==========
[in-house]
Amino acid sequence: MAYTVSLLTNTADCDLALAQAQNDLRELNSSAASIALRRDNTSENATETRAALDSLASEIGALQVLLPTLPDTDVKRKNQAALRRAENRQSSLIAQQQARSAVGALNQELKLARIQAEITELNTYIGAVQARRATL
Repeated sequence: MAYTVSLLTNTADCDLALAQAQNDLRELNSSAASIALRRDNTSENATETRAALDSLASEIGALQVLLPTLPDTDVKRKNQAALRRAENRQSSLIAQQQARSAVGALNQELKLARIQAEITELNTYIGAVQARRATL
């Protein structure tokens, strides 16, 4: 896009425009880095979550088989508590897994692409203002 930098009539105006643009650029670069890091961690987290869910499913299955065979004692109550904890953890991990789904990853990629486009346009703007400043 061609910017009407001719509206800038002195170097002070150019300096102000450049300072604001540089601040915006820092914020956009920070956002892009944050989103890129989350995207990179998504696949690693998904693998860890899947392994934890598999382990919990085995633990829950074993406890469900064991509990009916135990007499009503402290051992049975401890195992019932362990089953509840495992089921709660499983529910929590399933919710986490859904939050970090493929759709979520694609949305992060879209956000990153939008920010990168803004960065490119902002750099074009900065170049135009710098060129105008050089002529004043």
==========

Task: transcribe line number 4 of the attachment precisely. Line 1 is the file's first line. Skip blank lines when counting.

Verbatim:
């Protein structure tokens, strides 16, 4: 896009425009880095979550088989508590897994692409203002 930098009539105006643009650029670069890091961690987290869910499913299955065979004692109550904890953890991990789904990853990629486009346009703007400043 061609910017009407001719509206800038002195170097002070150019300096102000450049300072604001540089601040915006820092914020956009920070956002892009944050989103890129989350995207990179998504696949690693998904693998860890899947392994934890598999382990919990085995633990829950074993406890469900064991509990009916135990007499009503402290051992049975401890195992019932362990089953509840495992089921709660499983529910929590399933919710986490859904939050970090493929759709979520694609949305992060879209956000990153939008920010990168803004960065490119902002750099074009900065170049135009710098060129105008050089002529004043």